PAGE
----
This year’s London Book Fair took place between 18th and 20th April at Olympia (still my favourite venue of the four I have experienced). Annika and I attended on the first and second days.
We agreed it was one of the most enjoyable and productive LBFs we have been to for several years. It had much more of a buzz than last year’s rather limp, Covid-dominated experience, (which was not improved by periodic musical disruptions from the host country). Under the new director, Gareth Rapley, LBF 2023 seemed to achieve a much better balance between business conducted on the stands / in the rights centre and events than in the several pre-Covid years that culminated with the 2019 fair, when there were so many events taking place that there was barely time to engage in ordinary conversations, let alone negotiate. The rights centre, at which 500 publishers took tables – there wasn’t a spare space anywhere – was particularly vibrant and busy.
Ukraine was this year’s host country. During the course of the fair, Ukrainian publishers, led by Oleksandra Koval, Director of the Ukrainian Book Institute, issued several heartfelt pleas to UK and international publishers to continue to support Ukraine by blocking deals with Russian publishers. Apparently there has been some slippages since last year.
Several academic publishers chose not to pay for stands this year, presumably because LBF 2022 didn’t work very well for them, though most still took tables in the rights centre; and it was noticeable that others (both academic and trade) either paid for smaller stands or compromised by securing their place on one of the co-operative stands. Such moves are perhaps to be applauded in a post-Covid industry that now rates sustainability above ostentation.
To be sustainable implies many things, however, and maybe still first among these is the traditional definition of sustainability meaning ‘to be economically viable’. Several high-profile talks were devoted to the fact that, in real terms, the price of books (which has changed very little in the last ten years) is much lower than it was in 2002 or 2012, because the industry has not believed itself to be robust enough to keep up with inflation. This has had a serious knock-on effect on booksellers and wholesalers (both operating in low-margin industries) as well as publishers themselves. There are signs now that we are managing to loosen the grip of austerity and that book prices are rising modestly, though there is still quite a lot of ground to make up.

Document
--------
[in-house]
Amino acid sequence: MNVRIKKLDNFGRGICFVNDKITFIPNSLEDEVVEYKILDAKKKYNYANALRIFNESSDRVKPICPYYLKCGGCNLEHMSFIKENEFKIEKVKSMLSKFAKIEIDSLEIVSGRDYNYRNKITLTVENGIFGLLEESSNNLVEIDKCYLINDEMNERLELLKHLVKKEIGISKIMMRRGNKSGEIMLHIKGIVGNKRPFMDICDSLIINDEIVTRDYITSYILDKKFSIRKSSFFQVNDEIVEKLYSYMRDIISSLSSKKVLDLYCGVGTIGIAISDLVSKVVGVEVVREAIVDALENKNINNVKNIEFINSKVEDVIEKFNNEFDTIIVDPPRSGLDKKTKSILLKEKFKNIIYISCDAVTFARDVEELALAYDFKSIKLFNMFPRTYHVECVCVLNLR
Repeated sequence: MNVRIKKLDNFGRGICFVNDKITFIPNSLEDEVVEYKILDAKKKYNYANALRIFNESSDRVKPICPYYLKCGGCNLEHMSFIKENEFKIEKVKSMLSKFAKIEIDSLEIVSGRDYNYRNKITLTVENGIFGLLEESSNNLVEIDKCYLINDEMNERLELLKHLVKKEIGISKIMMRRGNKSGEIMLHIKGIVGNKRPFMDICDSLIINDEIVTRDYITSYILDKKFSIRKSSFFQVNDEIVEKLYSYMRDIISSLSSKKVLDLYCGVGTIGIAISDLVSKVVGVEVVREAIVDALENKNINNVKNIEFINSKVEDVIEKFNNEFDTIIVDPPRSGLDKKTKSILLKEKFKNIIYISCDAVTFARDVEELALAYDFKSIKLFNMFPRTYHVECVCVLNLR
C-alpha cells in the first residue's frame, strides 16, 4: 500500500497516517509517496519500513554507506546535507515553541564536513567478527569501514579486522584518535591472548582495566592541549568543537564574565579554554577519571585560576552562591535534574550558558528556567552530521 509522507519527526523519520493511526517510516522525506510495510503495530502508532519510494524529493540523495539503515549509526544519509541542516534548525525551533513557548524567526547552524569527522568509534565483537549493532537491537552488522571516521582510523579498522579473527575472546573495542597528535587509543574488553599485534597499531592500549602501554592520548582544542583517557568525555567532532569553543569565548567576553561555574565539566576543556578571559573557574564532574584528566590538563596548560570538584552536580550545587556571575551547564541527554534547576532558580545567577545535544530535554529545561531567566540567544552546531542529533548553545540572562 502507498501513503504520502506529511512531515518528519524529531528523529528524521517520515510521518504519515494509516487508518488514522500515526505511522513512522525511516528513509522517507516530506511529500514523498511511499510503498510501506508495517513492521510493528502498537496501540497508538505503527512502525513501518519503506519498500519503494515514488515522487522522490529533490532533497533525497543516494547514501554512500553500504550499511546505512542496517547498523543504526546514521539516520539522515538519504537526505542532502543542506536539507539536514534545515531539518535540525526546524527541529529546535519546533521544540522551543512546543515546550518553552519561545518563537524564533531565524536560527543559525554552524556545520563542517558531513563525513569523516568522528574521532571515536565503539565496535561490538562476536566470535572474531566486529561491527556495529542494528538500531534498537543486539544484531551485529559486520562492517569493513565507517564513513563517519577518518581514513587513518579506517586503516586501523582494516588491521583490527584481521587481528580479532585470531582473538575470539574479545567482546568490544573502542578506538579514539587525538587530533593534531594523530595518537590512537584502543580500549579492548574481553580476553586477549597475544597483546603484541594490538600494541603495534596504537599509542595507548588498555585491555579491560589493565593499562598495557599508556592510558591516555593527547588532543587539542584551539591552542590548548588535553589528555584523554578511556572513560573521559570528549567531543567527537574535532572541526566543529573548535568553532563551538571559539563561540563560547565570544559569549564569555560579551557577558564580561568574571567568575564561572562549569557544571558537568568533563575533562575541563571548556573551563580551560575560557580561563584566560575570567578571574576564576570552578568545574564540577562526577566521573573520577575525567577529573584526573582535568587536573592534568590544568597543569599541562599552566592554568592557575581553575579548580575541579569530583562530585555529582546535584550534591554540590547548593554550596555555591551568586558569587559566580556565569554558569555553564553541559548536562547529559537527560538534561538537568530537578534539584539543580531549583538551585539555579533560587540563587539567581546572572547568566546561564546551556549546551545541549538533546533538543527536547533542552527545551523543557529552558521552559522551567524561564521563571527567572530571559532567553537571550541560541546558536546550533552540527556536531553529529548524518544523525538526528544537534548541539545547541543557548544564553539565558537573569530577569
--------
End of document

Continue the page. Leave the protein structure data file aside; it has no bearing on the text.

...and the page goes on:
Discussions about AI and ChatGPT were prominent, whether at the formal events, informally or covered in the free trade ‘show dailies’ (the Publishers Weekly dailies were excellent for their substance this year, The Bookseller ones also lively but rather more chatty in nature). Various experiments have been conducted by industry luminaries who have concluded that ChatGPT can’t write a sequel to The Waste Land (surprise, surprise) or a decent book review, but would be very useful to a lazy student wishing to churn out an assignment to meet a deadline. Academic publishers, take note! The Charles Clark lecture (which will be covered in more detail in a further post tomorrow) also focused on AI.
To return to sustainability, but now focusing on its more modern incarnation of observing a set of measures designed to preserve the planet and respect human rights – it was the subject of several extremely well-attended seminars during the course of the fair. The one Annika and I attended was presented by Susan Pinkney and Alice Wood, from the Publishers Association, who described the PA’s Carbon Calculator, a tool designed to aid all sectors of the publishing industry in monitoring their carbon footprints. The Calculator can be applied to areas of publishing activity as diverse as travel, materials, packaging, production and distribution. Every publisher who takes advantage of the Calculator can use it to keep a record of their own carbon footprint and monitor improvements. Although only employees of that publisher will be able to contribute, add to and examine their own records, the PA is hoping eventually also to use the Calculator as a benchmarking tool across the industry.
Famous authors and exciting new books were, as always, much in evidence. Granta was doing well with Birnam Wood, the new Eleanor Catton novel; Kathleen Rundell merited a huge book display; Ken Follett and Klaus Flugge were feted for their lifetime achievements; and Dapo Adeola and Ann Cleeves were among the authors of the day.
All in all, it was an excellent fair. Did we have any grouses? The cloakroom system left something to be desired; and there were fewer food outlets than usual (come back, Pizza Express, all is forgiven!). However, in an industry where plain living rarely eclipses high thinking, perhaps in these times of too-low prices and the struggle for sustainable ethics, a little privation was good for us!
[written by Linda Bennett]